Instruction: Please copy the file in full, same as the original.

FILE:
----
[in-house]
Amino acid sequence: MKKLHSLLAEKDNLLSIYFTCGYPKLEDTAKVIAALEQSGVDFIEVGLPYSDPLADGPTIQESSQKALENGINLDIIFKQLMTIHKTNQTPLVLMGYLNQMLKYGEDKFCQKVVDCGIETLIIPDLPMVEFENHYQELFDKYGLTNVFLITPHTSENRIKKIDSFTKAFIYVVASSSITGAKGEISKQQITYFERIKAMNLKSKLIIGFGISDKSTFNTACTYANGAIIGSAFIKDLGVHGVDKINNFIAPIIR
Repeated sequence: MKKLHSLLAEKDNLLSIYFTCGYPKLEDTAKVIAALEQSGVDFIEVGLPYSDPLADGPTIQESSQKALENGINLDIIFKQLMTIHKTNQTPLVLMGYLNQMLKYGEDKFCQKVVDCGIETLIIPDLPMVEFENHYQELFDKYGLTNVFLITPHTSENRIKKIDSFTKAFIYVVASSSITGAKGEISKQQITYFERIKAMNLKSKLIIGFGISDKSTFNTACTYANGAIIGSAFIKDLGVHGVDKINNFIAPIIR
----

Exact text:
[in-house]
Amino acid sequence: MKKLHSLLAEKDNLLSIYFTCGYPKLEDTAKVIAALEQSGVDFIEVGLPYSDPLADGPTIQESSQKALENGINLDIIFKQLMTIHKTNQTPLVLMGYLNQMLKYGEDKFCQKVVDCGIETLIIPDLPMVEFENHYQELFDKYGLTNVFLITPHTSENRIKKIDSFTKAFIYVVASSSITGAKGEISKQQITYFERIKAMNLKSKLIIGFGISDKSTFNTACTYANGAIIGSAFIKDLGVHGVDKINNFIAPIIR
Repeated sequence: MKKLHSLLAEKDNLLSIYFTCGYPKLEDTAKVIAALEQSGVDFIEVGLPYSDPLADGPTIQESSQKALENGINLDIIFKQLMTIHKTNQTPLVLMGYLNQMLKYGEDKFCQKVVDCGIETLIIPDLPMVEFENHYQELFDKYGLTNVFLITPHTSENRIKKIDSFTKAFIYVVASSSITGAKGEISKQQITYFERIKAMNLKSKLIIGFGISDKSTFNTACTYANGAIIGSAFIKDLGVHGVDKINNFIAPIIR